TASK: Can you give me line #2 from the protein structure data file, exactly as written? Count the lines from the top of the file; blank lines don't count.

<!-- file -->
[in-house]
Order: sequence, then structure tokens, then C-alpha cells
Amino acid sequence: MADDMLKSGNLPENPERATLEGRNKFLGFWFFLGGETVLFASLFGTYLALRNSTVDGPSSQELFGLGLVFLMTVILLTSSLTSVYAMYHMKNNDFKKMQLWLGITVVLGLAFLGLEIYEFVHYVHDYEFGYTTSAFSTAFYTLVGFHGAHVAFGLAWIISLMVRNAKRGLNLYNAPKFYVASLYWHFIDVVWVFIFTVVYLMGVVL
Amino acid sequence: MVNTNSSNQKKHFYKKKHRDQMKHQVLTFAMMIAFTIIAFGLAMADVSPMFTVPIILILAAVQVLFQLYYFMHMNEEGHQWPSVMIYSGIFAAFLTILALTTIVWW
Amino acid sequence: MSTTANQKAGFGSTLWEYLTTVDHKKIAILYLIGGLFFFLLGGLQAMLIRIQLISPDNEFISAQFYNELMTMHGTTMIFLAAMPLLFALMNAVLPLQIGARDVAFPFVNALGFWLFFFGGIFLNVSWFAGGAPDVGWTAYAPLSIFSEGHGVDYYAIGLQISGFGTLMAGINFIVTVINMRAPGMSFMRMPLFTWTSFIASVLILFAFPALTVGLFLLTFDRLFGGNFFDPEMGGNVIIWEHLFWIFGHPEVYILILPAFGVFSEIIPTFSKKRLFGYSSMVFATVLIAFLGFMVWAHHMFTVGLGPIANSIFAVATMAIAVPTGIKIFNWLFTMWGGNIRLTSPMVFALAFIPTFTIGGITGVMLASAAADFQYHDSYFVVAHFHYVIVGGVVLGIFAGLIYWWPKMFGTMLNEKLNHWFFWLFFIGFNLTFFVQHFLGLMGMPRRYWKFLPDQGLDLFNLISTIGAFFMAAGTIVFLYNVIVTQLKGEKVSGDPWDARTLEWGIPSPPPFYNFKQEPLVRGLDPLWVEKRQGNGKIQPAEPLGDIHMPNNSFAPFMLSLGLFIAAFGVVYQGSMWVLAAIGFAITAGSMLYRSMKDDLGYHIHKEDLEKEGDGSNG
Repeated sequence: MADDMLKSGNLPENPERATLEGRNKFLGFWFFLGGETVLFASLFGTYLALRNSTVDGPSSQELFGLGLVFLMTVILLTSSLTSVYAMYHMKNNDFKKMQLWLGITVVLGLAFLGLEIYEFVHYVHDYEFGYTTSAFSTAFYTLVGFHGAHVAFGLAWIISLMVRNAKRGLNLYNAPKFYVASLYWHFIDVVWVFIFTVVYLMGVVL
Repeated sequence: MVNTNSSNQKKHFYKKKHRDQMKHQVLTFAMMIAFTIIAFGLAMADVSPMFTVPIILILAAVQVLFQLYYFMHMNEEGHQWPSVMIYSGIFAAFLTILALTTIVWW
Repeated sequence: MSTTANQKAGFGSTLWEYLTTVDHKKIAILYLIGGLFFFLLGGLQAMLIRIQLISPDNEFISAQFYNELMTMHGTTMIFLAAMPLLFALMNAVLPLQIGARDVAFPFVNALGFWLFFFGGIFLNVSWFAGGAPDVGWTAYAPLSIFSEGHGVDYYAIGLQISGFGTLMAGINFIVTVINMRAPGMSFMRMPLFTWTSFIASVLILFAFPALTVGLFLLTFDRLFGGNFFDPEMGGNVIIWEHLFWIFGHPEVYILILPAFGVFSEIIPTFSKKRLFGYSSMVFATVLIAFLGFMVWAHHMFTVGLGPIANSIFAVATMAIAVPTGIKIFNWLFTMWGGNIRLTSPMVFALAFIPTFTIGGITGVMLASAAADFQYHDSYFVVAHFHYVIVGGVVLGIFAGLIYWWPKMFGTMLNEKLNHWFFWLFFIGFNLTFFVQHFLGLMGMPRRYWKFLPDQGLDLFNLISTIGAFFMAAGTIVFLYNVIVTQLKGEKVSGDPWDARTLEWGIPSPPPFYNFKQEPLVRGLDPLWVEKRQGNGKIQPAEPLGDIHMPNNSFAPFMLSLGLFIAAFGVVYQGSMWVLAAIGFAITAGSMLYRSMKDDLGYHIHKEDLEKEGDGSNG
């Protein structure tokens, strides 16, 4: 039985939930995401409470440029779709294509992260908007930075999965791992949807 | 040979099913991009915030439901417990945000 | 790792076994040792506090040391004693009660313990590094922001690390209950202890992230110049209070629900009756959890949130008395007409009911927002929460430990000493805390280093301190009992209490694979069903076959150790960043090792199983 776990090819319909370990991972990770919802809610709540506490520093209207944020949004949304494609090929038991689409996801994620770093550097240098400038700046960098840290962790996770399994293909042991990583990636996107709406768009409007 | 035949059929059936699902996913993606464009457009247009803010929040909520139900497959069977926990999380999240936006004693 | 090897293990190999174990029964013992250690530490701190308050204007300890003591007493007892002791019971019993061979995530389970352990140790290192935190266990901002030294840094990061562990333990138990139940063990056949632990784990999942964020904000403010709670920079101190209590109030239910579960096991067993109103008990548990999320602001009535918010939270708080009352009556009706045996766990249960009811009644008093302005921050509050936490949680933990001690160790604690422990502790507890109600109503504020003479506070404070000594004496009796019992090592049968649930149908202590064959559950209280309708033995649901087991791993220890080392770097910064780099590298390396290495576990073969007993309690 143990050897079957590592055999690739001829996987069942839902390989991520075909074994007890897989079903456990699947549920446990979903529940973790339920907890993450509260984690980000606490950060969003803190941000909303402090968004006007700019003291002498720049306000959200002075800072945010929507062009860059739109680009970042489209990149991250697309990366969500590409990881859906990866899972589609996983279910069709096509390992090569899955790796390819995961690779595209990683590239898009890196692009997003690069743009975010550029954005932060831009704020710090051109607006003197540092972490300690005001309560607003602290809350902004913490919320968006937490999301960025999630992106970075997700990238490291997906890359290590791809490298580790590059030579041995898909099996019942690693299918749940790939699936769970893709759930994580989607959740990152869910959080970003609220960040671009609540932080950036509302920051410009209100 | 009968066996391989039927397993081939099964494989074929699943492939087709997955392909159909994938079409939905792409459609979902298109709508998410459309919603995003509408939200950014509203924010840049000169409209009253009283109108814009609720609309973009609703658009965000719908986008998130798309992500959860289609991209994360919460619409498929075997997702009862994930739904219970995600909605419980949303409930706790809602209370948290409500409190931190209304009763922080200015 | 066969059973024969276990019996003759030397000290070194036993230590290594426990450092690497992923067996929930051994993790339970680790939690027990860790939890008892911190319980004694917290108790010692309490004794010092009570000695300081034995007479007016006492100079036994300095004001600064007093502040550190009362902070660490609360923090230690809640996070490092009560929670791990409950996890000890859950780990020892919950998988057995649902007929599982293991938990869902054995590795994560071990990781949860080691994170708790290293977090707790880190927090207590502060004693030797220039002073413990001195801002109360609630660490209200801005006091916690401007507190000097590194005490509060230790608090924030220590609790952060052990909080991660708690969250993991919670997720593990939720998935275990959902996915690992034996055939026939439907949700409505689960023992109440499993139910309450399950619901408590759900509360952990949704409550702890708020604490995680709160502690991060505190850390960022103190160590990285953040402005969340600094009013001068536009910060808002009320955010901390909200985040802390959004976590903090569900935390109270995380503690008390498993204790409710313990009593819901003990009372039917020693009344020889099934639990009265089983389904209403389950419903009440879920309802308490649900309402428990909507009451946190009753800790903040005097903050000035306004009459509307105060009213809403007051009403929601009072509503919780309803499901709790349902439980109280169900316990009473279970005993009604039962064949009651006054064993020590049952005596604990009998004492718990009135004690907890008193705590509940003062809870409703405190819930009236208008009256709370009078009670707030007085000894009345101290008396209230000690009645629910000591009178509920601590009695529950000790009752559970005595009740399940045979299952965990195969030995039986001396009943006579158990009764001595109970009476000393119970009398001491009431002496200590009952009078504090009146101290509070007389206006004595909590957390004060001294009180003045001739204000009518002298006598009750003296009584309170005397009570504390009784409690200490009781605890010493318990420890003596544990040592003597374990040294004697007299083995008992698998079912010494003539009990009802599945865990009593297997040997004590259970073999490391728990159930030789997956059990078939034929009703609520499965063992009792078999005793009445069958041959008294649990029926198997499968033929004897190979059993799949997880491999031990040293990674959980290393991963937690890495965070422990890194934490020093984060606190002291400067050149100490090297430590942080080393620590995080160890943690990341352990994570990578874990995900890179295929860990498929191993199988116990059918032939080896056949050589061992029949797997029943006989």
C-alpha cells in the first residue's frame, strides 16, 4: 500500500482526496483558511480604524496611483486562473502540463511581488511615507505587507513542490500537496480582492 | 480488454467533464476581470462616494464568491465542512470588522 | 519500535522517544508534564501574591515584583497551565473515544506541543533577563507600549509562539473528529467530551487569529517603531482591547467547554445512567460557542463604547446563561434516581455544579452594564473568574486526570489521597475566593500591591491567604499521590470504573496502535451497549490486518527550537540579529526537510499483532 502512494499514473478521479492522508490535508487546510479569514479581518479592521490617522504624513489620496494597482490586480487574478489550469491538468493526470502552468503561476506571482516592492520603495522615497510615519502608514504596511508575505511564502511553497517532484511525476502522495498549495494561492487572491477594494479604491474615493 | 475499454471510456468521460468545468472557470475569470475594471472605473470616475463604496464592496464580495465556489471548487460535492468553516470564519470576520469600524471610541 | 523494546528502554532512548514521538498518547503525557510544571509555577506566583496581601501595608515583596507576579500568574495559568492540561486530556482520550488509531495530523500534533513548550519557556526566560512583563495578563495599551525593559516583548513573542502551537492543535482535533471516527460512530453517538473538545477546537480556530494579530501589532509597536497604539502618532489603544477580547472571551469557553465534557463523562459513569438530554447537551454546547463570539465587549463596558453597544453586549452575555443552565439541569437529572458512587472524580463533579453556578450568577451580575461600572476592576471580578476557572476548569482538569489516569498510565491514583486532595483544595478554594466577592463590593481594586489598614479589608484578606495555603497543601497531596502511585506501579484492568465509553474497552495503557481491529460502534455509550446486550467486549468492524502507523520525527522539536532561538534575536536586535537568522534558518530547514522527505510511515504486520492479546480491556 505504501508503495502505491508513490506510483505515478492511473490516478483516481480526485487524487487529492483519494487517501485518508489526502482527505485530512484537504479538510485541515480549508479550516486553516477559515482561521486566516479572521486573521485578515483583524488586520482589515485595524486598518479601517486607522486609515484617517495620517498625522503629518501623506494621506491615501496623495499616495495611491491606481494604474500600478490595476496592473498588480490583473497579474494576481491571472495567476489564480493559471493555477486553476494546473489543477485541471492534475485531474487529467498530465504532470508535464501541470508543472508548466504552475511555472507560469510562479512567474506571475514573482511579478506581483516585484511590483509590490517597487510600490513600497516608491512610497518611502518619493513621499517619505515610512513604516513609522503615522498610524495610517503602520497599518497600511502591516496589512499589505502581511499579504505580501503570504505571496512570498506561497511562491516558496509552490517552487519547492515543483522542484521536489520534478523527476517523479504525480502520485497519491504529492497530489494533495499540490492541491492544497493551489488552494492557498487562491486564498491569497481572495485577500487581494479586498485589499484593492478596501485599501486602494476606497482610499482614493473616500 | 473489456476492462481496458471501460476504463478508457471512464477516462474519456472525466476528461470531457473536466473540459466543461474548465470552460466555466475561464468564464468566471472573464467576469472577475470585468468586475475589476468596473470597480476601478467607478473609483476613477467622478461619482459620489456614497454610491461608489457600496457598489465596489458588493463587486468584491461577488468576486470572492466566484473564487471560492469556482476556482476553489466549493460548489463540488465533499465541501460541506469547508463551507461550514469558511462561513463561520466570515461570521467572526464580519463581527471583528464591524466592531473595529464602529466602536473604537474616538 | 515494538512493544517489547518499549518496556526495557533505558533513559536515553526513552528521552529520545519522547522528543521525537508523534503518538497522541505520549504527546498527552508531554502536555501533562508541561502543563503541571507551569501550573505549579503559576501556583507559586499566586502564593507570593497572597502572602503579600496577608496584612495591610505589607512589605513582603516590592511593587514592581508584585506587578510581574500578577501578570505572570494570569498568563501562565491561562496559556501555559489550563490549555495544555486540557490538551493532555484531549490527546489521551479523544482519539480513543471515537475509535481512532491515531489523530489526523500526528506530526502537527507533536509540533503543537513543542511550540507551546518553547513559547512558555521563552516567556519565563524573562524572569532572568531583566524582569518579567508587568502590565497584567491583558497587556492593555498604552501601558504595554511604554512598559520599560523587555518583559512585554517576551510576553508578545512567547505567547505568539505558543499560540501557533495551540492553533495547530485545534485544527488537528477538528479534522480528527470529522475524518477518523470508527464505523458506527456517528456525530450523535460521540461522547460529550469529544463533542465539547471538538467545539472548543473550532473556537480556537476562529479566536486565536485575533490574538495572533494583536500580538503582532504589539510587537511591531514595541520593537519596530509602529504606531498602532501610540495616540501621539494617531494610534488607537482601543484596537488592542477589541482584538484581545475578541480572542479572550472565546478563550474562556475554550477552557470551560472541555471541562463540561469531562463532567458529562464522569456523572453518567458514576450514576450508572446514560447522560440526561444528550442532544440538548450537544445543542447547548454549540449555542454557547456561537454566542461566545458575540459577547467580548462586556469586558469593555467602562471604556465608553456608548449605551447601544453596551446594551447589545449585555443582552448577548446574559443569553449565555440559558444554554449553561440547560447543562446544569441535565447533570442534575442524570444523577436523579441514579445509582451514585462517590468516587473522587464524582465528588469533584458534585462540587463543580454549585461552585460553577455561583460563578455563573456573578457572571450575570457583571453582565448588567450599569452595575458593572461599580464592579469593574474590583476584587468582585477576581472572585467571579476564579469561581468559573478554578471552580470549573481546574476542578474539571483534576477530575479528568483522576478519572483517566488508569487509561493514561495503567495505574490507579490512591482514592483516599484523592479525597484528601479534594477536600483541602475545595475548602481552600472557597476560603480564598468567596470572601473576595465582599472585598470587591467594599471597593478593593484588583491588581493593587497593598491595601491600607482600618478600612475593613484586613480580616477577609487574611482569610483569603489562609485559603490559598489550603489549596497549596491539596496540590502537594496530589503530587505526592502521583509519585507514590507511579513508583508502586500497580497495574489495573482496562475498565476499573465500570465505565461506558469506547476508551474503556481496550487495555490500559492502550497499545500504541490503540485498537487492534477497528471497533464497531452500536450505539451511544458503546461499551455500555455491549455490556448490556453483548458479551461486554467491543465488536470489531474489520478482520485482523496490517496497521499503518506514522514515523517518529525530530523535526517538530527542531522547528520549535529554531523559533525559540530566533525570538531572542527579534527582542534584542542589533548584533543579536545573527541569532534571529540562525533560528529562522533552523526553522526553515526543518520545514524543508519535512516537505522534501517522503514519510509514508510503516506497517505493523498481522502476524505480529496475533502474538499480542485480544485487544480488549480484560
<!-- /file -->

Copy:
Order: sequence, then structure tokens, then C-alpha cells